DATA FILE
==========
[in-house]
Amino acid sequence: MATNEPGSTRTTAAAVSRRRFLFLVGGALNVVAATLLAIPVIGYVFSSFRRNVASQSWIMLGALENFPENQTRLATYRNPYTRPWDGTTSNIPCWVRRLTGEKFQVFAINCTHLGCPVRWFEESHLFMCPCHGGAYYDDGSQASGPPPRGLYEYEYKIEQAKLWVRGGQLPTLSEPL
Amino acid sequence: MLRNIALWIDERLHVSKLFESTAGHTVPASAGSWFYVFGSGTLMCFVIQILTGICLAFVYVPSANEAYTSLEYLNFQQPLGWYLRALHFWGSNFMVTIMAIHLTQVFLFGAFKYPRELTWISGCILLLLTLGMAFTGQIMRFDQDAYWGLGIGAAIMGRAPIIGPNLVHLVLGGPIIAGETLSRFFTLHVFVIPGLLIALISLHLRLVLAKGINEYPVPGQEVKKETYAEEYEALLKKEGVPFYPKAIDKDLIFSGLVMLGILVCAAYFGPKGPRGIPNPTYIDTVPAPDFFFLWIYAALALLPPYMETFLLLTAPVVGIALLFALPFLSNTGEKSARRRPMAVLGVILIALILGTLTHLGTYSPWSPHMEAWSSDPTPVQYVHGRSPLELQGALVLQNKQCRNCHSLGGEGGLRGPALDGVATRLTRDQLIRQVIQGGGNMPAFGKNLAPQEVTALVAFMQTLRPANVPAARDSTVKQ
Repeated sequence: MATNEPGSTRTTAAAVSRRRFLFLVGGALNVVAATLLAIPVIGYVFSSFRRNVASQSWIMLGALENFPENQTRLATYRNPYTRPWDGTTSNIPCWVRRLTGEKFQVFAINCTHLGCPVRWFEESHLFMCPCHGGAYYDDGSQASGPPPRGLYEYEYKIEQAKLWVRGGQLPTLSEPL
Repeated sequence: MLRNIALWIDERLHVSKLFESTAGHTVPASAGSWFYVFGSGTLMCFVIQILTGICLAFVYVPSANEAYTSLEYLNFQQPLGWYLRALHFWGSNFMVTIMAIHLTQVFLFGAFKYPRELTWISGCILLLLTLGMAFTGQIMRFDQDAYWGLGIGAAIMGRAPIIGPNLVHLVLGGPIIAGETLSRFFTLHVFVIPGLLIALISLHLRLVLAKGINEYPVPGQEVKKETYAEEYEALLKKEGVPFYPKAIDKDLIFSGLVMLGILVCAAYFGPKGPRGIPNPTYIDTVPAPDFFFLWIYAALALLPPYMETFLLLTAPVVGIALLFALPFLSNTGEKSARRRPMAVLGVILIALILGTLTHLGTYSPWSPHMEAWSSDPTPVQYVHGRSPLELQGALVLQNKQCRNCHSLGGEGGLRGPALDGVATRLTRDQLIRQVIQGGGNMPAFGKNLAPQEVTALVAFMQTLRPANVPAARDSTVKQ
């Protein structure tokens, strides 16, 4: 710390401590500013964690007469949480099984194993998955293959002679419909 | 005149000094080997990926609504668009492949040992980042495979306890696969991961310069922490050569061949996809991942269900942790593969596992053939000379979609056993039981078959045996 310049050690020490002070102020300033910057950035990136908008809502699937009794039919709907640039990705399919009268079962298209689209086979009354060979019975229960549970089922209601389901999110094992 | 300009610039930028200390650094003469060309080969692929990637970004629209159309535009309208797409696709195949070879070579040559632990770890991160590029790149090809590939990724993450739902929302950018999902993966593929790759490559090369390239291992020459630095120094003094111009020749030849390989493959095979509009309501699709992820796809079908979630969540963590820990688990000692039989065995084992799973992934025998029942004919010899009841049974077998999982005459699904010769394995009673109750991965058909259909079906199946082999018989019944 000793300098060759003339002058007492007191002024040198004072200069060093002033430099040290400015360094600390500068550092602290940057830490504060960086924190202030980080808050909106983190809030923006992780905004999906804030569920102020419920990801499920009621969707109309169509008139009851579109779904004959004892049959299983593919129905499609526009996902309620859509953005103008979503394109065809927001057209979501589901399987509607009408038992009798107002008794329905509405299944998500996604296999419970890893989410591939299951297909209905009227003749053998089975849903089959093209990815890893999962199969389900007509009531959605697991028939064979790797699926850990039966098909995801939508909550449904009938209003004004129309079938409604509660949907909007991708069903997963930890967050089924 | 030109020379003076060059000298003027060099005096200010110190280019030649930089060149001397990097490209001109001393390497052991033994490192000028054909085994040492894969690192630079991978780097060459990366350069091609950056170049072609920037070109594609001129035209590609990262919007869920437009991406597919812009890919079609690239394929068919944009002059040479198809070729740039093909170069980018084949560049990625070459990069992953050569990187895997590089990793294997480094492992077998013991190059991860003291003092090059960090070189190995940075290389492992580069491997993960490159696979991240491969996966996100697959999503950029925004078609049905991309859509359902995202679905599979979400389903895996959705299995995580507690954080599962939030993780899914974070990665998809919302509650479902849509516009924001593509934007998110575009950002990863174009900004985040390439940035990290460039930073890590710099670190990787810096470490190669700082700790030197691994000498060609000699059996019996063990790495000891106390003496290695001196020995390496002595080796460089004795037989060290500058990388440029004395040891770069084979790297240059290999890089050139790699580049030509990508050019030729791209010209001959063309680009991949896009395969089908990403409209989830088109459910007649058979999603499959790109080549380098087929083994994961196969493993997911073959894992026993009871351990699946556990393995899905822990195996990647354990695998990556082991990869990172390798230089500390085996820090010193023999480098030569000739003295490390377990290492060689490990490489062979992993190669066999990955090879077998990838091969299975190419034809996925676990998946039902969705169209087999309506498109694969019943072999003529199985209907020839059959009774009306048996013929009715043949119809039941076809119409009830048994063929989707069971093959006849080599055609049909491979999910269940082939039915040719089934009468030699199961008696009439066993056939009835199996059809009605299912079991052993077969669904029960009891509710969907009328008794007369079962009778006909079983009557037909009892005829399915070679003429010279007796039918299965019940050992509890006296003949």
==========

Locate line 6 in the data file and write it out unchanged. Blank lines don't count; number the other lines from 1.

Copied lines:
């Protein structure tokens, strides 16, 4: 710390401590500013964690007469949480099984194993998955293959002679419909 | 005149000094080997990926609504668009492949040992980042495979306890696969991961310069922490050569061949996809991942269900942790593969596992053939000379979609056993039981078959045996 310049050690020490002070102020300033910057950035990136908008809502699937009794039919709907640039990705399919009268079962298209689209086979009354060979019975229960549970089922209601389901999110094992 | 300009610039930028200390650094003469060309080969692929990637970004629209159309535009309208797409696709195949070879070579040559632990770890991160590029790149090809590939990724993450739902929302950018999902993966593929790759490559090369390239291992020459630095120094003094111009020749030849390989493959095979509009309501699709992820796809079908979630969540963590820990688990000692039989065995084992799973992934025998029942004919010899009841049974077998999982005459699904010769394995009673109750991965058909259909079906199946082999018989019944 000793300098060759003339002058007492007191002024040198004072200069060093002033430099040290400015360094600390500068550092602290940057830490504060960086924190202030980080808050909106983190809030923006992780905004999906804030569920102020419920990801499920009621969707109309169509008139009851579109779904004959004892049959299983593919129905499609526009996902309620859509953005103008979503394109065809927001057209979501589901399987509607009408038992009798107002008794329905509405299944998500996604296999419970890893989410591939299951297909209905009227003749053998089975849903089959093209990815890893999962199969389900007509009531959605697991028939064979790797699926850990039966098909995801939508909550449904009938209003004004129309079938409604509660949907909007991708069903997963930890967050089924 | 030109020379003076060059000298003027060099005096200010110190280019030649930089060149001397990097490209001109001393390497052991033994490192000028054909085994040492894969690192630079991978780097060459990366350069091609950056170049072609920037070109594609001129035209590609990262919007869920437009991406597919812009890919079609690239394929068919944009002059040479198809070729740039093909170069980018084949560049990625070459990069992953050569990187895997590089990793294997480094492992077998013991190059991860003291003092090059960090070189190995940075290389492992580069491997993960490159696979991240491969996966996100697959999503950029925004078609049905991309859509359902995202679905599979979400389903895996959705299995995580507690954080599962939030993780899914974070990665998809919302509650479902849509516009924001593509934007998110575009950002990863174009900004985040390439940035990290460039930073890590710099670190990787810096470490190669700082700790030197691994000498060609000699059996019996063990790495000891106390003496290695001196020995390496002595080796460089004795037989060290500058990388440029004395040891770069084979790297240059290999890089050139790699580049030509990508050019030729791209010209001959063309680009991949896009395969089908990403409209989830088109459910007649058979999603499959790109080549380098087929083994994961196969493993997911073959894992026993009871351990699946556990393995899905822990195996990647354990695998990556082991990869990172390798230089500390085996820090010193023999480098030569000739003295490390377990290492060689490990490489062979992993190669066999990955090879077998990838091969299975190419034809996925676990998946039902969705169209087999309506498109694969019943072999003529199985209907020839059959009774009306048996013929009715043949119809039941076809119409009830048994063929989707069971093959006849080599055609049909491979999910269940082939039915040719089934009468030699199961008696009439066993056939009835199996059809009605299912079991052993077969669904029960009891509710969907009328008794007369079962009778006909079983009557037909009892005829399915070679003429010279007796039918299965019940050992509890006296003949």